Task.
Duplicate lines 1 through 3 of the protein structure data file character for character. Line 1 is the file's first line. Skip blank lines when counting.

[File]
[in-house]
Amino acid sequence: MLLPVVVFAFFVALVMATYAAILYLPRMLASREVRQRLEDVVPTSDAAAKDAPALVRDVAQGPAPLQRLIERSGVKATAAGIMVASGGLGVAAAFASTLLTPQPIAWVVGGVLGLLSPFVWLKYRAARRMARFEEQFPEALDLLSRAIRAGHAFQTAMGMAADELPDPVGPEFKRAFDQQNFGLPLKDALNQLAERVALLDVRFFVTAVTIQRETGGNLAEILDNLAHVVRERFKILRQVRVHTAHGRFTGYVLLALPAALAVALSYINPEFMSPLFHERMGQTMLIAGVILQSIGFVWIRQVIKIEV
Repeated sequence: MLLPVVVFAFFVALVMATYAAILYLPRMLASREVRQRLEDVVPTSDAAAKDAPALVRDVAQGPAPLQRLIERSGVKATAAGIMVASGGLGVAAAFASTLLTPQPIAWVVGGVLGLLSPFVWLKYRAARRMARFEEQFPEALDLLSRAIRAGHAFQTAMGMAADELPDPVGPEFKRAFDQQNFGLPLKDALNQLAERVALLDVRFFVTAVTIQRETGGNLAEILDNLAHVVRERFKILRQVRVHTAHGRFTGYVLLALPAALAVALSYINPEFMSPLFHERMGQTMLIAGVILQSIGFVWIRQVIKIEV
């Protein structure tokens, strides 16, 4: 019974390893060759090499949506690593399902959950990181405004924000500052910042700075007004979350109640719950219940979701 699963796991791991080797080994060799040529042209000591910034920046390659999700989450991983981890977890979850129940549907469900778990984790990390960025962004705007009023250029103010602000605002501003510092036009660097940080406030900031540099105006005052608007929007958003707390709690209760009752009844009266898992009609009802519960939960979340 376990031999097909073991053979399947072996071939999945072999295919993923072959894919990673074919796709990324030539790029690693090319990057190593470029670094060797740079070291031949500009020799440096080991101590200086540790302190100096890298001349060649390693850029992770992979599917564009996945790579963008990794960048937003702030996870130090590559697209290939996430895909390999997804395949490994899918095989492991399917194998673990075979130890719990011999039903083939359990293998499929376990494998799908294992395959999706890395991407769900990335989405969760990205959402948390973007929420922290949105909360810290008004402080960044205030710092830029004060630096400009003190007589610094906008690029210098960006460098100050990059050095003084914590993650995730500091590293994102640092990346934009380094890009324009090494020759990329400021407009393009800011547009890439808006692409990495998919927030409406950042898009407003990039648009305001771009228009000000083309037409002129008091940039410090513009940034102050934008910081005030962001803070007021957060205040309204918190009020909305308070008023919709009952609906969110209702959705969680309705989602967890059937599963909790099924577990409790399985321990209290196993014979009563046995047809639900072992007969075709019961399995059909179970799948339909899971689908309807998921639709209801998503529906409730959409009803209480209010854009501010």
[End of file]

[in-house]
Amino acid sequence: MLLPVVVFAFFVALVMATYAAILYLPRMLASREVRQRLEDVVPTSDAAAKDAPALVRDVAQGPAPLQRLIERSGVKATAAGIMVASGGLGVAAAFASTLLTPQPIAWVVGGVLGLLSPFVWLKYRAARRMARFEEQFPEALDLLSRAIRAGHAFQTAMGMAADELPDPVGPEFKRAFDQQNFGLPLKDALNQLAERVALLDVRFFVTAVTIQRETGGNLAEILDNLAHVVRERFKILRQVRVHTAHGRFTGYVLLALPAALAVALSYINPEFMSPLFHERMGQTMLIAGVILQSIGFVWIRQVIKIEV
Repeated sequence: MLLPVVVFAFFVALVMATYAAILYLPRMLASREVRQRLEDVVPTSDAAAKDAPALVRDVAQGPAPLQRLIERSGVKATAAGIMVASGGLGVAAAFASTLLTPQPIAWVVGGVLGLLSPFVWLKYRAARRMARFEEQFPEALDLLSRAIRAGHAFQTAMGMAADELPDPVGPEFKRAFDQQNFGLPLKDALNQLAERVALLDVRFFVTAVTIQRETGGNLAEILDNLAHVVRERFKILRQVRVHTAHGRFTGYVLLALPAALAVALSYINPEFMSPLFHERMGQTMLIAGVILQSIGFVWIRQVIKIEV